APRICOT-3: Antithrombotics in the Prevention of Reocclusion In COronary Thrombolysis -3

NCT00138034

Last updated date
Study Location
Radboud University Nijmegen Medical Center
Nijmegen, Gelderland, 6500 HB, Netherlands
Contact
1-800-718-1021

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Eligibility Criteria
condition
The disease, disorder, syndrome, illness, or injury that is being studied.
Myocardial Infarction
Sex
Females and Males
Age
Pediatric Trials: 0-17 Years
Adult Trials: 18+ Years
0 +
Inclusion Criteria
The factors, or reasons, that allow a person to participate in a clinical study.
Show details

- TIMI-3 in infarct-related artery with a stentable lesion with 72 hours of thrombolysis for ST-elevation myocardial infarction

Exclusion Criteria
The factors, or reasons, that prevent a person from participating in a clinical study.
Show details


- Use of oral anticoagulants.


- Known intolerance to aspirin or clopidogrel.


- Bypass graft as infarct-related artery.


- Previously dilated infarct related artery.


- Significant left main stenosis.


- Unidentifiable culprit stenosis.

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Advanced Information
Descriptive Information
Brief Title  ICMJE APRICOT-3: Antithrombotics in the Prevention of Reocclusion In COronary Thrombolysis -3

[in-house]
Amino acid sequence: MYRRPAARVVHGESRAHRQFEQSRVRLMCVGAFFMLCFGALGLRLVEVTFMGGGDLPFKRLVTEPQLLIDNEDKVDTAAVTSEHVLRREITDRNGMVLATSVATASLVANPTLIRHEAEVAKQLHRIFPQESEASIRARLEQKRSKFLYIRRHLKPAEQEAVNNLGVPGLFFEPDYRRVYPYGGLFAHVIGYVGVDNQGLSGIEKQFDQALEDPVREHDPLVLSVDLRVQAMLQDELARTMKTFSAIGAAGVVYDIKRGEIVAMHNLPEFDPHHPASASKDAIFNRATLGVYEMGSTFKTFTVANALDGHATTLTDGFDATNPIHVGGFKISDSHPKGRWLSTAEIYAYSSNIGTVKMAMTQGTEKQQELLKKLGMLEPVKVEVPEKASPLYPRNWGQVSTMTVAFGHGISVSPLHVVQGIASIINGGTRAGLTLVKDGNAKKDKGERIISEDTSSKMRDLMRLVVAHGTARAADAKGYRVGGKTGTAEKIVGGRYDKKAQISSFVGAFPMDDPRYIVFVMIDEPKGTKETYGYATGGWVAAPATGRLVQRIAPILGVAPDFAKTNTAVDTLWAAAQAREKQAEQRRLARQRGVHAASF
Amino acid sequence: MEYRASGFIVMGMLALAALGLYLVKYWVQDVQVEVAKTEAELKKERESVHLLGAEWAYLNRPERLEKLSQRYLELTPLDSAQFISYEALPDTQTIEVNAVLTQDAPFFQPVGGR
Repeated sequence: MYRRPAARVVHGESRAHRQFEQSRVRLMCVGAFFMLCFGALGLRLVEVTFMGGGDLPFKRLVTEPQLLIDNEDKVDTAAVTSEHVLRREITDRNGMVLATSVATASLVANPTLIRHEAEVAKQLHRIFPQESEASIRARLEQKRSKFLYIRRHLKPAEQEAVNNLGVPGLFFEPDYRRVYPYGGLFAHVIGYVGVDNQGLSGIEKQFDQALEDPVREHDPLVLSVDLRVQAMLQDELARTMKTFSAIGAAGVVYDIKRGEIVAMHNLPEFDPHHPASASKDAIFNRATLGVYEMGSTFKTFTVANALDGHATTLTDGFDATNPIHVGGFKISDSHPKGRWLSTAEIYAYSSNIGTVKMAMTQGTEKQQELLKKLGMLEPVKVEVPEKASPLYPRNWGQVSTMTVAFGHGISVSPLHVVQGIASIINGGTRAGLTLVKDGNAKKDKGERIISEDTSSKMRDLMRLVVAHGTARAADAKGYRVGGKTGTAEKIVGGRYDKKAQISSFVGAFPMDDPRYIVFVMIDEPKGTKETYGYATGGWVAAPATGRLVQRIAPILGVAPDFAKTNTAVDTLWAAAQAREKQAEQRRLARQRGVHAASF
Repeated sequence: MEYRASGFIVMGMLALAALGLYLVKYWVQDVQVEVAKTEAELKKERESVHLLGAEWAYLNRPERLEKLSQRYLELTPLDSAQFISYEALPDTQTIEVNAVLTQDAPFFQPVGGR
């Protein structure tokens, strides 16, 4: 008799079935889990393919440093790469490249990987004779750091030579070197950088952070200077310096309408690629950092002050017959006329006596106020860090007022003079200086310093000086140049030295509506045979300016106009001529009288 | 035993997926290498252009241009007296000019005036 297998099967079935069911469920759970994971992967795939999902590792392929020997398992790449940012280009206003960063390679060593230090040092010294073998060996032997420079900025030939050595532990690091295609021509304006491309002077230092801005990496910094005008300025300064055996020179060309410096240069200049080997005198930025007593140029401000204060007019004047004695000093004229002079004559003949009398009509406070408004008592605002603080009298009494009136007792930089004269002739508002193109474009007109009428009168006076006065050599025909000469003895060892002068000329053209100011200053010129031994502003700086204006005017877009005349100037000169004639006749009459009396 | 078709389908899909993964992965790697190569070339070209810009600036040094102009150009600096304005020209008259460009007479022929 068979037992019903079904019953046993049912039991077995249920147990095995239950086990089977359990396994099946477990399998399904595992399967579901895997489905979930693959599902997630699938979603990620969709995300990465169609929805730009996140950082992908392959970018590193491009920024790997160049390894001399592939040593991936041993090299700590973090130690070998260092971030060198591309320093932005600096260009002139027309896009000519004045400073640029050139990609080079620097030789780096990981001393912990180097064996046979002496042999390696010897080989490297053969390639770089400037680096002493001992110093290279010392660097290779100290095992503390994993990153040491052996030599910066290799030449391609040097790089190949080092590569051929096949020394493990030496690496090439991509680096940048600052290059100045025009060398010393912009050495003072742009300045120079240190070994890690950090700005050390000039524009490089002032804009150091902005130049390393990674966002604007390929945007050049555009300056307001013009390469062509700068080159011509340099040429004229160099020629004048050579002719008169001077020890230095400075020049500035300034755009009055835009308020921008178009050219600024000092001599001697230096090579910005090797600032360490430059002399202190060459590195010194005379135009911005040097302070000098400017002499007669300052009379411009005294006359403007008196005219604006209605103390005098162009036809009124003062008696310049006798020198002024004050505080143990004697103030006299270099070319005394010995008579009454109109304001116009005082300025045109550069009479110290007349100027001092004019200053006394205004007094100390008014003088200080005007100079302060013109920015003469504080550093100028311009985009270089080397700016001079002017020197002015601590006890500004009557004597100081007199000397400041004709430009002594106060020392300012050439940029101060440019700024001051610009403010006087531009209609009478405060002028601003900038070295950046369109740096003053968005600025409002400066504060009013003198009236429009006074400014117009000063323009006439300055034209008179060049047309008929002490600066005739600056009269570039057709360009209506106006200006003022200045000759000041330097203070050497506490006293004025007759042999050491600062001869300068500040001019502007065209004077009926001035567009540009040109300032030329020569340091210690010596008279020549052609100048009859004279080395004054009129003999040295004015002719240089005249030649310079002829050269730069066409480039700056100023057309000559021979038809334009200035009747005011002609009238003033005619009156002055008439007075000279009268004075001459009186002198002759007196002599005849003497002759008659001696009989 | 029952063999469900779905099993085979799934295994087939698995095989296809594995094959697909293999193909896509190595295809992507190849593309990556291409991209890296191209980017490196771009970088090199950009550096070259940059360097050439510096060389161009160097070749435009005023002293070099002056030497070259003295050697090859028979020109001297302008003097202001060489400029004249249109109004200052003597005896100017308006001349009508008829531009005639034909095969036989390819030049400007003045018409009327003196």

Official Title  ICMJE A Multicenter Randomized Trial in the Prevention of Reocclusion Following Successful Thrombolysis for Suspected Acute Myocardial Infarction: An Invasive Versus a Conservative Strategy
Brief Summary

Reocclusion of the infarct artery is observed in about 30% of patients within three months after successful thrombolysis for acute myocardial infarction (MI). Reocclusion is associated with an increased risk of death, reinfarction and the need for revascularization. Even in the absence of clinical reinfarction, reocclusion results in impaired left ventricular (LV) recovery, leaving patients at increased risk of developing heart failure in the long-term. Prevention of reocclusion is therefore warranted. In previous trials, severity of the infarct related stenosis was the only independent predictor of reocclusion. With a lack of clinical predictors of reocclusion, many cardiologists therefore empirically favor routine revascularization after successful thrombolysis.

The APRICOT-3 will be the first randomized trial in the current era of improved angioplasty techniques to study the question of whether a routine invasive strategy after successful thrombolysis can reduce the incidence of reocclusion and subsequently improve clinical outcome and LV-function. After successful thrombolysis, patients will be randomized to either a routine invasive strategy or an ischemia-guided strategy. The investigators expect to demonstrate a lower reocclusion rate at the 6-month follow-up angiography (primary endpoint) and fewer associated events (death, reinfarction, revascularization, admissions for heart failure) in the routine invasive arm. In search of non-invasive parameters predictive of reocclusion, laboratory analysis of several coagulation and inflammatory markers will be performed. Finally, pooled analysis of all 3 APRICOT trials will focus on the identification of clinical predictors of reocclusion that can easily be obtained by history and physical examination.